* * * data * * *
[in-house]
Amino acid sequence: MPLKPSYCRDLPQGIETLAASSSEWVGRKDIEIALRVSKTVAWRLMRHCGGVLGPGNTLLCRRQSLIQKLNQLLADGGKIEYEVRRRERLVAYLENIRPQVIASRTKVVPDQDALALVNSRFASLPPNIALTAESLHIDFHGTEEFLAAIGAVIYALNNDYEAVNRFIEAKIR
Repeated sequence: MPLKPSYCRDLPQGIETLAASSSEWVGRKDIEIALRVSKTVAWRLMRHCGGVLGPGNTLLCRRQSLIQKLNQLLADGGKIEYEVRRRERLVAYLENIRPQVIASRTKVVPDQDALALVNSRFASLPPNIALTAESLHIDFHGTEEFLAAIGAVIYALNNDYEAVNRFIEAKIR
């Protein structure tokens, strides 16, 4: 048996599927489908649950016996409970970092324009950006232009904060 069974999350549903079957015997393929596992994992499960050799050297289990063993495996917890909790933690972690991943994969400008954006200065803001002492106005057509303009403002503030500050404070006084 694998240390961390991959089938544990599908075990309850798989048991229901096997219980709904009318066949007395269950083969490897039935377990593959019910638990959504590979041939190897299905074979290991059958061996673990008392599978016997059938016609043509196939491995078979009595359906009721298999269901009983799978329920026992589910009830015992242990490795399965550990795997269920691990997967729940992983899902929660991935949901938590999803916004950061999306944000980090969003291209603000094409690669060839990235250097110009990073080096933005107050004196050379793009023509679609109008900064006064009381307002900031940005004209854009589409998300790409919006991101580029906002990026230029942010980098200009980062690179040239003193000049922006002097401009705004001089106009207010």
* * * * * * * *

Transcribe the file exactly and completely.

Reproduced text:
[in-house]
Amino acid sequence: MPLKPSYCRDLPQGIETLAASSSEWVGRKDIEIALRVSKTVAWRLMRHCGGVLGPGNTLLCRRQSLIQKLNQLLADGGKIEYEVRRRERLVAYLENIRPQVIASRTKVVPDQDALALVNSRFASLPPNIALTAESLHIDFHGTEEFLAAIGAVIYALNNDYEAVNRFIEAKIR
Repeated sequence: MPLKPSYCRDLPQGIETLAASSSEWVGRKDIEIALRVSKTVAWRLMRHCGGVLGPGNTLLCRRQSLIQKLNQLLADGGKIEYEVRRRERLVAYLENIRPQVIASRTKVVPDQDALALVNSRFASLPPNIALTAESLHIDFHGTEEFLAAIGAVIYALNNDYEAVNRFIEAKIR
């Protein structure tokens, strides 16, 4: 048996599927489908649950016996409970970092324009950006232009904060 069974999350549903079957015997393929596992994992499960050799050297289990063993495996917890909790933690972690991943994969400008954006200065803001002492106005057509303009403002503030500050404070006084 694998240390961390991959089938544990599908075990309850798989048991229901096997219980709904009318066949007395269950083969490897039935377990593959019910638990959504590979041939190897299905074979290991059958061996673990008392599978016997059938016609043509196939491995078979009595359906009721298999269901009983799978329920026992589910009830015992242990490795399965550990795997269920691990997967729940992983899902929660991935949901938590999803916004950061999306944000980090969003291209603000094409690669060839990235250097110009990073080096933005107050004196050379793009023509679609109008900064006064009381307002900031940005004209854009589409998300790409919006991101580029906002990026230029942010980098200009980062690179040239003193000049922006002097401009705004001089106009207010």